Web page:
I laughed and plunged in, and found the water shallower than I expected, my horse having to swim only about ten feet. My horse landed me safely on the opposite shore; Ficklin followed, and after dressing ourselves we struck for Fairfield, the county seat of Wayne, and traveled till nearly twelve o'clock at night, and put up at a poor man's cabin, who treated us very hospitably, his wife cooking us a coarse supper of fat meat, corn bread, and coffee made from parched buckwheat, without sugar or cream; and I declare it was the best


meal of victuals I ever ate, not having tasted a mouthful since early that morning. To show yon the kindness and hospitality of these poor and humble people, they actually gave us the only feather bed they had, and slept, themselves, on the floor. I objected to robbing them of their bed, but they would not listen to me. We had a sound sleep, you may well imagine; got our breakfast in the morning, and went on to Fairfield.

During all this twenty-five years, when Ficklin and I rode the circuit together, we were often as lawyers associated in the same causes, and not infrequently opposed to each other. Ficklin was a boon companion, a little vain, to be sure, as perhaps I was myself. He could sing as good a song as any man I ever knew, and tell as good a story. He was the prince of good fellows, and though we were rivals for political preferments, and he generally the successful one, I have nothing now but the kindliest recollections of O. B. Ficklin. If these memoirs ever meet his eye, I hope he will be satisfied that I have tried to do him justice in what I have written. I might have said a good deal more, tending to show the claims of Mr. Ficklin to the love and respect of his old friends and fellow-citizens; let this, however, for the present suffice. Old friend, I bid you good-bye!


Aaron Shaw.

AMONG the men with whom I first became acquainted on the Fourth Judicial Circuit in 1836, was the Hon. Aaron Shaw, of Lawrenceville, Illinois, a man of considerable parts — more as an advocate than as a lawyer. He is still living, and I think he is now upon the circuit bench, though of this I am not certain; but he was Judge of the circuit court some few years ago. He was a warm and impassioned speaker, and a very warm and devoted friend to those he liked, and, like Governor Ford, he was a tolerably bitter enemy. He would fight at the drop of a hat, and woe betide the man who undertook to insult him! I would as soon have waked the lion from his lair as to have aroused the anger of Aaron Shaw; but when he was not angered, but in a social mood, he was one of the most agreeable men I ever knew. He loved his friends and hated his enemies. He was no half-way man, but spoke out his sentiments boldly and freely on every subject. I served with him in the legislature (I think it was in 1846) when the temperance question came before us. Shaw espoused it with great zeal and fervor, and carried me with him for the temperance cause, and I regret that I have not stood by it to the present day. His speech upon that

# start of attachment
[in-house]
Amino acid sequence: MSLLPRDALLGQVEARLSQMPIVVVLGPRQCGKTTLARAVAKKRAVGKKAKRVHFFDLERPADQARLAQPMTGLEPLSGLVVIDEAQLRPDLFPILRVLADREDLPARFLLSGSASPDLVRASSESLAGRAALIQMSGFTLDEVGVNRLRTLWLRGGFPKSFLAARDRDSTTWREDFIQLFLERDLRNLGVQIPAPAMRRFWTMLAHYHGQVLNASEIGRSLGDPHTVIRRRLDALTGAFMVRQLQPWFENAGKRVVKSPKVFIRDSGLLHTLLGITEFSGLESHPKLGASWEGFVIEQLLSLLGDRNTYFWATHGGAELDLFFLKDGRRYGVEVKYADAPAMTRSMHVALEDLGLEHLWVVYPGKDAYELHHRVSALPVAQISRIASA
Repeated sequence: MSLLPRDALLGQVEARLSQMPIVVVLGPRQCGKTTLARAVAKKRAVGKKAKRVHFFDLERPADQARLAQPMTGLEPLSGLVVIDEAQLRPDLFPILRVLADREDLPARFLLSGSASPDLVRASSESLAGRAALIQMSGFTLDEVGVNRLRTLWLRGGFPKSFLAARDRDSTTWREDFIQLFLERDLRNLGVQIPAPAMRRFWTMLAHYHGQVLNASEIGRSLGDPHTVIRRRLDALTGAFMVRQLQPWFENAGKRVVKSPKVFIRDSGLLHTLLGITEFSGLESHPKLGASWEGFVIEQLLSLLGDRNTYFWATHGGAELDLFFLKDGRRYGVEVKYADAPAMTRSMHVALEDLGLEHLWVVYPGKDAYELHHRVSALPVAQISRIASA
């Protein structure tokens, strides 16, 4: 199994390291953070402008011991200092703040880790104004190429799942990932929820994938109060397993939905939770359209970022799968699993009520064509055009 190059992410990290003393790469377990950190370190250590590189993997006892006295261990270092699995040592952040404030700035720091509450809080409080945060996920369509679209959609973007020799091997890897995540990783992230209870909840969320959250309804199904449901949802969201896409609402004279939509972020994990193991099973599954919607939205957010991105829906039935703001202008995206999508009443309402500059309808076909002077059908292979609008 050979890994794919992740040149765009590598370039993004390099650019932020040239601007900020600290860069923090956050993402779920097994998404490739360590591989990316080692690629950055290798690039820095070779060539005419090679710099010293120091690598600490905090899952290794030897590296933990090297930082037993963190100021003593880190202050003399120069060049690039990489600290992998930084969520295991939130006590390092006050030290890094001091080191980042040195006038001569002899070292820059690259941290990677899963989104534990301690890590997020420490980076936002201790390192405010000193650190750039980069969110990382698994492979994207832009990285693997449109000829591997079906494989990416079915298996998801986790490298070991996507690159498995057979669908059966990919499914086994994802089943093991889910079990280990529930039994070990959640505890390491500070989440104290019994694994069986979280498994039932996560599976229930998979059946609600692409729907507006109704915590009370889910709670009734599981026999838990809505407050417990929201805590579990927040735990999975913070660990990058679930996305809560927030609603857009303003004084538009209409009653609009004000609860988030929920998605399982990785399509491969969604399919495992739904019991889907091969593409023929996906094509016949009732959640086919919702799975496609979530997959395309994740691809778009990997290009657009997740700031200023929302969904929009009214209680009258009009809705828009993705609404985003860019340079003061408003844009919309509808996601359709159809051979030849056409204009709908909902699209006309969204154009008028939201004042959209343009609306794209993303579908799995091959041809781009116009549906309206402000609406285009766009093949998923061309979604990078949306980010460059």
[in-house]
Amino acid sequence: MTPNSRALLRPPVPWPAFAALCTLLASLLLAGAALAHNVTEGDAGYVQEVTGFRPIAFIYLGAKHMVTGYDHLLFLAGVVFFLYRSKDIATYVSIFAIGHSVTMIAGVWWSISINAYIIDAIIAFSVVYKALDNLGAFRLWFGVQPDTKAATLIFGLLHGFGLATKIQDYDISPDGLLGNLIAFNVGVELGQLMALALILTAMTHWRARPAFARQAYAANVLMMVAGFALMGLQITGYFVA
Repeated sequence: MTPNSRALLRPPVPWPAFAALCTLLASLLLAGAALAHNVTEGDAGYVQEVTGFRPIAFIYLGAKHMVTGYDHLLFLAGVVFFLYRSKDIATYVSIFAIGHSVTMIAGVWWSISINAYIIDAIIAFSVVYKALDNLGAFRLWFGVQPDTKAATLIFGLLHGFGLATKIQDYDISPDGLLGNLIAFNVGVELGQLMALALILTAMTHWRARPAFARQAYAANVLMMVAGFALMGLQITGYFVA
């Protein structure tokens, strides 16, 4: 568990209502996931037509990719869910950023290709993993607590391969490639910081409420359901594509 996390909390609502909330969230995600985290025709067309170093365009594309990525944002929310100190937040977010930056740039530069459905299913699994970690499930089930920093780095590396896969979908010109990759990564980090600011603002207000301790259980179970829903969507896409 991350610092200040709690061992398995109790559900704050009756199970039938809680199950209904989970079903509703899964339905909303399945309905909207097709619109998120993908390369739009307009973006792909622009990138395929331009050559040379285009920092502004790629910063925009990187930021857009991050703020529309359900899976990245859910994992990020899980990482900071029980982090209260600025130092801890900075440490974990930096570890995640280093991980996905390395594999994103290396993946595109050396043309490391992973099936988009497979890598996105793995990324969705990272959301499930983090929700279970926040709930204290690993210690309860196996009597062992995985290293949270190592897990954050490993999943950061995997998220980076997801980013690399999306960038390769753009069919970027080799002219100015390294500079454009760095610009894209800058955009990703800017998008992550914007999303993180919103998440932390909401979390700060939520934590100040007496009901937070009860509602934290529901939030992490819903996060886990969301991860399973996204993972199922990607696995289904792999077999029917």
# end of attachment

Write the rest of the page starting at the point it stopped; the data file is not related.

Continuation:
occasion was a terrible and scorching rebuke to saloon-keepers. It showed how they would smile and use their blandishments to entice into their dead-falls some warm-hearted and unwary man, and when they had robbed him of all the money he had and made a beggar and a drunkard of him, they would kick him out of doors and tell him to clear himself out of their house, as a vagabond and loafer. In this speech of his there was more truth than poetry.

I know but little more of Aaron Shaw. I know for a long time he was prosecuting Attorney on the Fourth Judicial Circuit, and made a very efficient and vigorous prosecutor. He had a beautiful and elegant wife, and their house was the centre of hospitality and headquarters for his professional friends. His dinners and social parties were of the most inviting and enticing character.


Wm. F. Thornton.

THE next person I wish to notice, though I am really afraid to introduce him, lest I should not do him full justice, is the late William F. Thornton, of Shelbyville, whom I have already incidentally noticed in connection with the borrowing of money in England on behalf of the Illinois and Michigan canal.

General Thornton was here before I came to the State. The first time I ever saw him was at the session of 1836 and 1837 of the Illinois Legislature. He addressed us frequently from the lobby on the subject of the construction of the said canal. One set of politicians were for what Was called the shallow-cut, and another set for the deep-cut, to which latter class General Thornton belonged. His speeches were the most interesting and scientific that I ever heard he was perfectly at home on all geological questions, and was listened to with profound attention and silence while speaking, during which time you could have heard a pin fall. He failed to carry his views at that time, but they have since been adopted, and the deep-cut system has prevailed, and the waters of Lake Michigan have been let into the canal, the current of Chicago river reversed, and the waters of Lake Michigan now